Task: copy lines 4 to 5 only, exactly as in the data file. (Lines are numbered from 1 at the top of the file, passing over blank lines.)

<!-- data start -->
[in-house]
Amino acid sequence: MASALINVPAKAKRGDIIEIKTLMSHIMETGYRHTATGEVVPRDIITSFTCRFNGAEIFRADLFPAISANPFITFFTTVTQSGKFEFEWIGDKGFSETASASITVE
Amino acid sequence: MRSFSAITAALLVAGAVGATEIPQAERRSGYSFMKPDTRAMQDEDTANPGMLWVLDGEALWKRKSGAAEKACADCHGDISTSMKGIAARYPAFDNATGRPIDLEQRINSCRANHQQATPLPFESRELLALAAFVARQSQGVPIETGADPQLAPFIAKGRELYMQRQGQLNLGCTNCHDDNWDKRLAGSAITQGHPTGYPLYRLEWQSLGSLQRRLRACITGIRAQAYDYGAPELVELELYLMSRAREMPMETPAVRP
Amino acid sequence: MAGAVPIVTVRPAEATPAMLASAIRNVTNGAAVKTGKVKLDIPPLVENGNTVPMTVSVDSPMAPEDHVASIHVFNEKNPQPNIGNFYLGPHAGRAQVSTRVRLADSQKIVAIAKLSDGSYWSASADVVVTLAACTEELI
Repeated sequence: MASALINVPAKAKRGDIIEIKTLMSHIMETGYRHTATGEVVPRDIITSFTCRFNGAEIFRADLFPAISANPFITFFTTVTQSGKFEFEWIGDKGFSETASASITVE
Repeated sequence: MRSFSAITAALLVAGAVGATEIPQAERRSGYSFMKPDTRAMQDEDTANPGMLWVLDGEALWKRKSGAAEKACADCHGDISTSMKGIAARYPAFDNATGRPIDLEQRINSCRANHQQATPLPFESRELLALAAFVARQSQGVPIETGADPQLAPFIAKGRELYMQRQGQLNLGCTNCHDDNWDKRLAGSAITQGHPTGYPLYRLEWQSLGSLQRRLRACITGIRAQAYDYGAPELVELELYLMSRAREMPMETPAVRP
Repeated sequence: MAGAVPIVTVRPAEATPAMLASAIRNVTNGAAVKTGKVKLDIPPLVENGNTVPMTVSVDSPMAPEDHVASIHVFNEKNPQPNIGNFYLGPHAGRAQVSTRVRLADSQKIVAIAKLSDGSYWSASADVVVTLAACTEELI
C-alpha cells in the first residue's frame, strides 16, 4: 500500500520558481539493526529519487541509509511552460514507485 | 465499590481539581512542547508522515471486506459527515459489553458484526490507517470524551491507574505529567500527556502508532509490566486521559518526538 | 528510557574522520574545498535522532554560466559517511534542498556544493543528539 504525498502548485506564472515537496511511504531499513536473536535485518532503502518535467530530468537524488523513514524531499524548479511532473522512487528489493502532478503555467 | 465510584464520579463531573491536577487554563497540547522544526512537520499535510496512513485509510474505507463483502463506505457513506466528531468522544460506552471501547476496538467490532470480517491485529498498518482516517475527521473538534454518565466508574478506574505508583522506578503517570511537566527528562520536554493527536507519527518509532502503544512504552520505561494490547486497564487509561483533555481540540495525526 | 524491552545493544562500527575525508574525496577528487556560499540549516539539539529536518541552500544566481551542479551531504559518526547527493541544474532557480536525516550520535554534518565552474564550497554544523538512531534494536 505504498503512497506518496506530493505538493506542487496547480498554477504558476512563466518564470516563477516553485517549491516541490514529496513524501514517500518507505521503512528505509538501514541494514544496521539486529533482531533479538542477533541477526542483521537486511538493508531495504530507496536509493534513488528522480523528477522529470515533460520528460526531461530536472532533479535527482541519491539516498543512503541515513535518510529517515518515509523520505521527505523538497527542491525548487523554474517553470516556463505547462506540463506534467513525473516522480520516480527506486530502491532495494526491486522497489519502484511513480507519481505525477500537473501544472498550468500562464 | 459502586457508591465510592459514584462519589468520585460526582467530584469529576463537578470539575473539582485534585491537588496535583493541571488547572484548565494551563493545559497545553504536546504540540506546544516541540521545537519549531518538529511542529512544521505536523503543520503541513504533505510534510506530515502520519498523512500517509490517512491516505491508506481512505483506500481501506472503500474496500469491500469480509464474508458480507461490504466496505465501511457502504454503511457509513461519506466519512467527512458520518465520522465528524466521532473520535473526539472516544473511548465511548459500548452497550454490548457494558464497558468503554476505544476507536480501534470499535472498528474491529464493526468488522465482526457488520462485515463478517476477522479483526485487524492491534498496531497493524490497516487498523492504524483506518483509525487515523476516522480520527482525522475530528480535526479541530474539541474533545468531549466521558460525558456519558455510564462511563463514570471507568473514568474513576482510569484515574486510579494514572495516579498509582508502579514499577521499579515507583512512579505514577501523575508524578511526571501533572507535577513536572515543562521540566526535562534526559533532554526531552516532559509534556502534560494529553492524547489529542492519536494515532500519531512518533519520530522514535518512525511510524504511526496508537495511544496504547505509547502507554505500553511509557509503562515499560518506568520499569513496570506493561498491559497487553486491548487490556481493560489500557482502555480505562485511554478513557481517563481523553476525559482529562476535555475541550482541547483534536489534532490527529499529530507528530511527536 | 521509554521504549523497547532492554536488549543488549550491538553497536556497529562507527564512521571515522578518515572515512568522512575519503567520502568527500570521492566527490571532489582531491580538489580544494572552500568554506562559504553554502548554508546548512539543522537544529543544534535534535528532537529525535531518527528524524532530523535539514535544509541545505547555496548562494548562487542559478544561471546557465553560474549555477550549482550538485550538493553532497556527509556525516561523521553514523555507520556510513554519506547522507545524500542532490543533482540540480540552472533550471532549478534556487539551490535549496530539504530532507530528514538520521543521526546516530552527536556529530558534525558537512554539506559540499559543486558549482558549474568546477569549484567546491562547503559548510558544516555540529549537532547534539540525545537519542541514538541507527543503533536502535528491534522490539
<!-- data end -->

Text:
Amino acid sequence: MAGAVPIVTVRPAEATPAMLASAIRNVTNGAAVKTGKVKLDIPPLVENGNTVPMTVSVDSPMAPEDHVASIHVFNEKNPQPNIGNFYLGPHAGRAQVSTRVRLADSQKIVAIAKLSDGSYWSASADVVVTLAACTEELI
Repeated sequence: MASALINVPAKAKRGDIIEIKTLMSHIMETGYRHTATGEVVPRDIITSFTCRFNGAEIFRADLFPAISANPFITFFTTVTQSGKFEFEWIGDKGFSETASASITVE